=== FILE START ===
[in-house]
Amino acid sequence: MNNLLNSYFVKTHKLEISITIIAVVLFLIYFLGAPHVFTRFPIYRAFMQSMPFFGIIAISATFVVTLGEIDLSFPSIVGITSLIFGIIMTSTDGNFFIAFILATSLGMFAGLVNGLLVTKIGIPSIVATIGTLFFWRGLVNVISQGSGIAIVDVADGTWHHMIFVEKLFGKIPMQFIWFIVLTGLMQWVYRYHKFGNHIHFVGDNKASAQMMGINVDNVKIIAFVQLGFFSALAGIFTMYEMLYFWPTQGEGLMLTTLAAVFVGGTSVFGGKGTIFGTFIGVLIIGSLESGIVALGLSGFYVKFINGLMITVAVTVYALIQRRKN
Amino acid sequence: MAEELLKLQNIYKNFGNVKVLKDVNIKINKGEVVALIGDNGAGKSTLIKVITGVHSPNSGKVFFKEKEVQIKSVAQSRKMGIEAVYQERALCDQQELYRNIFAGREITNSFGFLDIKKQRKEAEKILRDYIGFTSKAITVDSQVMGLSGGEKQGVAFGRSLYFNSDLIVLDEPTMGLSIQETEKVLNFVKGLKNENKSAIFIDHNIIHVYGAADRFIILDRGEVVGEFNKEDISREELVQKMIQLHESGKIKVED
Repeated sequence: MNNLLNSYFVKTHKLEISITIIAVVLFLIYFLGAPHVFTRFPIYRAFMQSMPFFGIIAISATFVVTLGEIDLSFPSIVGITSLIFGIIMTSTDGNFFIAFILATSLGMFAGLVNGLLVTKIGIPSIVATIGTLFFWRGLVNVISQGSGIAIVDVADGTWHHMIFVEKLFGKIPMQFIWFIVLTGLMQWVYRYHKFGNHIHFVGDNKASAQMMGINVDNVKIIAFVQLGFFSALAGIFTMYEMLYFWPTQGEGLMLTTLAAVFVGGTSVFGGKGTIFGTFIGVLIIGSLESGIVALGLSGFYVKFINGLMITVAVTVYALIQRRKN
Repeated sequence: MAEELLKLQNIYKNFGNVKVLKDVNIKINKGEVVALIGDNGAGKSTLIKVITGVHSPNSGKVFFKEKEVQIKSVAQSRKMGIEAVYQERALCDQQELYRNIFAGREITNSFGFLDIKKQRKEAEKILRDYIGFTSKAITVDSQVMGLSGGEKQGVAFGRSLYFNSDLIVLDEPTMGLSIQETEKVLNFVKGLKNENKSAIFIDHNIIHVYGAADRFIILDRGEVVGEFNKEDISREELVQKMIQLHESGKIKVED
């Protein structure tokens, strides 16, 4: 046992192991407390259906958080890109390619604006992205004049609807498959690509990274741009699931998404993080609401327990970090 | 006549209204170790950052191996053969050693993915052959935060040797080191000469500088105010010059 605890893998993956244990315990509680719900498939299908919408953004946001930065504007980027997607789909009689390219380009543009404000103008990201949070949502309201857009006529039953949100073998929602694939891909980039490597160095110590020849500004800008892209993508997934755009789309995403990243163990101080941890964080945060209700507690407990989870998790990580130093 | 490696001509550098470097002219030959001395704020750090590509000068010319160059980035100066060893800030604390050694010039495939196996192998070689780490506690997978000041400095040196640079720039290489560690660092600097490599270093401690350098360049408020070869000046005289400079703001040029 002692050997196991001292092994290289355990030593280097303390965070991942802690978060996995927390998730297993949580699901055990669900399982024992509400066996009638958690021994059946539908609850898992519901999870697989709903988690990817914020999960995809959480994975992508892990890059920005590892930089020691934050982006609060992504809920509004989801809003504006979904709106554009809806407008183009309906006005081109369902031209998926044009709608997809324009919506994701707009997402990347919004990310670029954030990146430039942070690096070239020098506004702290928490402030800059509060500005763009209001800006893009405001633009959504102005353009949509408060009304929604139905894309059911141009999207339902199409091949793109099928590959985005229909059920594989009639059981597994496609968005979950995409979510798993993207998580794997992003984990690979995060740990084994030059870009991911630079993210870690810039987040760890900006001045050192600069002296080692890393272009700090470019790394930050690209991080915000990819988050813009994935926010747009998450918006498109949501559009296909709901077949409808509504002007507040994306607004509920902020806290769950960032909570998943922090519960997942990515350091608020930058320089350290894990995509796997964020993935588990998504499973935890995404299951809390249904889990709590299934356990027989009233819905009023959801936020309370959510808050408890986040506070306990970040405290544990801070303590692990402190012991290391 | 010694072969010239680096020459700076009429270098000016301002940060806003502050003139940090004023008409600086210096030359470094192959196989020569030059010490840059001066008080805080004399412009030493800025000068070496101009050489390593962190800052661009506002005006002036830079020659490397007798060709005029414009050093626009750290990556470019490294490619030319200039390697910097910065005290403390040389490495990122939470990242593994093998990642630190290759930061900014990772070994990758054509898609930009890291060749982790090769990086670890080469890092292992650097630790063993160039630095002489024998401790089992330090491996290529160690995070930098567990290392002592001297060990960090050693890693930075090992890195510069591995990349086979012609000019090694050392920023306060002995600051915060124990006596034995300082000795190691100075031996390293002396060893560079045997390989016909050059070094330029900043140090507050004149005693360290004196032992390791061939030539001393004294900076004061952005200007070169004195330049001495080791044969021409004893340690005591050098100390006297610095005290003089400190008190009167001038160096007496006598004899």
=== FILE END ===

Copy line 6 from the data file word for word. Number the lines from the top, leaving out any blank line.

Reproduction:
């Protein structure tokens, strides 16, 4: 046992192991407390259906958080890109390619604006992205004049609807498959690509990274741009699931998404993080609401327990970090 | 006549209204170790950052191996053969050693993915052959935060040797080191000469500088105010010059 605890893998993956244990315990509680719900498939299908919408953004946001930065504007980027997607789909009689390219380009543009404000103008990201949070949502309201857009006529039953949100073998929602694939891909980039490597160095110590020849500004800008892209993508997934755009789309995403990243163990101080941890964080945060209700507690407990989870998790990580130093 | 490696001509550098470097002219030959001395704020750090590509000068010319160059980035100066060893800030604390050694010039495939196996192998070689780490506690997978000041400095040196640079720039290489560690660092600097490599270093401690350098360049408020070869000046005289400079703001040029 002692050997196991001292092994290289355990030593280097303390965070991942802690978060996995927390998730297993949580699901055990669900399982024992509400066996009638958690021994059946539908609850898992519901999870697989709903988690990817914020999960995809959480994975992508892990890059920005590892930089020691934050982006609060992504809920509004989801809003504006979904709106554009809806407008183009309906006005081109369902031209998926044009709608997809324009919506994701707009997402990347919004990310670029954030990146430039942070690096070239020098506004702290928490402030800059509060500005763009209001800006893009405001633009959504102005353009949509408060009304929604139905894309059911141009999207339902199409091949793109099928590959985005229909059920594989009639059981597994496609968005979950995409979510798993993207998580794997992003984990690979995060740990084994030059870009991911630079993210870690810039987040760890900006001045050192600069002296080692890393272009700090470019790394930050690209991080915000990819988050813009994935926010747009998450918006498109949501559009296909709901077949409808509504002007507040994306607004509920902020806290769950960032909570998943922090519960997942990515350091608020930058320089350290894990995509796997964020993935588990998504499973935890995404299951809390249904889990709590299934356990027989009233819905009023959801936020309370959510808050408890986040506070306990970040405290544990801070303590692990402190012991290391 | 010694072969010239680096020459700076009429270098000016301002940060806003502050003139940090004023008409600086210096030359470094192959196989020569030059010490840059001066008080805080004399412009030493800025000068070496101009050489390593962190800052661009506002005006002036830079020659490397007798060709005029414009050093626009750290990556470019490294490619030319200039390697910097910065005290403390040389490495990122939470990242593994093998990642630190290759930061900014990772070994990758054509898609930009890291060749982790090769990086670890080469890092292992650097630790063993160039630095002489024998401790089992330090491996290529160690995070930098567990290392002592001297060990960090050693890693930075090992890195510069591995990349086979012609000019090694050392920023306060002995600051915060124990006596034995300082000795190691100075031996390293002396060893560079045997390989016909050059070094330029900043140090507050004149005693360290004196032992390791061939030539001393004294900076004061952005200007070169004195330049001495080791044969021409004893340690005591050098100390006297610095005290003089400190008190009167001038160096007496006598004899």